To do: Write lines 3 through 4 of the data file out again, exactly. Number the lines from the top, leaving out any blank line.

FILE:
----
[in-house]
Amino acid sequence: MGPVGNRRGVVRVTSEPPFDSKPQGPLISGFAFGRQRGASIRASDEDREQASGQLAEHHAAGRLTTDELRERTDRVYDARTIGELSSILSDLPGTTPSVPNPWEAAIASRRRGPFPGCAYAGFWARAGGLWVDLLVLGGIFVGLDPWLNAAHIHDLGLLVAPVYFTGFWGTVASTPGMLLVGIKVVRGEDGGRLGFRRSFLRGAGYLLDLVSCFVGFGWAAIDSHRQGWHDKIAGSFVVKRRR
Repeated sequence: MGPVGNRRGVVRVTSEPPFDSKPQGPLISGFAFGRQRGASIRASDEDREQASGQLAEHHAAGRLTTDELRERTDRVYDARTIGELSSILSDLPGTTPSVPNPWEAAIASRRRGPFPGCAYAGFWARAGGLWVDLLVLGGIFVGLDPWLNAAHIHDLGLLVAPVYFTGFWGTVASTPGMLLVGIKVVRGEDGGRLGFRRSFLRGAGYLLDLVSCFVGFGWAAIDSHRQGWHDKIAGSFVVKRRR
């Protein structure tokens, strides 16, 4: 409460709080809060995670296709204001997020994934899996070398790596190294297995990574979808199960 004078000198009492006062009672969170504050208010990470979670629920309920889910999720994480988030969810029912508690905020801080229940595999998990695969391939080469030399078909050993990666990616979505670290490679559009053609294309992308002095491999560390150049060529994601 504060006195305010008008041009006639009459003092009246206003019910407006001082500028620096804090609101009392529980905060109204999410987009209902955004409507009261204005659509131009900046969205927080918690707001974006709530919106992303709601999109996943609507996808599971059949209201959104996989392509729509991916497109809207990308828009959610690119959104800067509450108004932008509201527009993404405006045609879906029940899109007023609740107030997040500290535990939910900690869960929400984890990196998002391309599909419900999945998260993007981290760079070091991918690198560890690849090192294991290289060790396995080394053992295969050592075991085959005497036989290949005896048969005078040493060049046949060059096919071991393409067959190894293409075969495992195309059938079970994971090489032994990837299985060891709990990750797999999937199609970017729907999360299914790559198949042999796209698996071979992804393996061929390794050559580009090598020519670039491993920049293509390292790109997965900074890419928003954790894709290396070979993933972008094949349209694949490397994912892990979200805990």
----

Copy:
Repeated sequence: MGPVGNRRGVVRVTSEPPFDSKPQGPLISGFAFGRQRGASIRASDEDREQASGQLAEHHAAGRLTTDELRERTDRVYDARTIGELSSILSDLPGTTPSVPNPWEAAIASRRRGPFPGCAYAGFWARAGGLWVDLLVLGGIFVGLDPWLNAAHIHDLGLLVAPVYFTGFWGTVASTPGMLLVGIKVVRGEDGGRLGFRRSFLRGAGYLLDLVSCFVGFGWAAIDSHRQGWHDKIAGSFVVKRRR
């Protein structure tokens, strides 16, 4: 409460709080809060995670296709204001997020994934899996070398790596190294297995990574979808199960 004078000198009492006062009672969170504050208010990470979670629920309920889910999720994480988030969810029912508690905020801080229940595999998990695969391939080469030399078909050993990666990616979505670290490679559009053609294309992308002095491999560390150049060529994601 504060006195305010008008041009006639009459003092009246206003019910407006001082500028620096804090609101009392529980905060109204999410987009209902955004409507009261204005659509131009900046969205927080918690707001974006709530919106992303709601999109996943609507996808599971059949209201959104996989392509729509991916497109809207990308828009959610690119959104800067509450108004932008509201527009993404405006045609879906029940899109007023609740107030997040500290535990939910900690869960929400984890990196998002391309599909419900999945998260993007981290760079070091991918690198560890690849090192294991290289060790396995080394053992295969050592075991085959005497036989290949005896048969005078040493060049046949060059096919071991393409067959190894293409075969495992195309059938079970994971090489032994990837299985060891709990990750797999999937199609970017729907999360299914790559198949042999796209698996071979992804393996061929390794050559580009090598020519670039491993920049293509390292790109997965900074890419928003954790894709290396070979993933972008094949349209694949490397994912892990979200805990």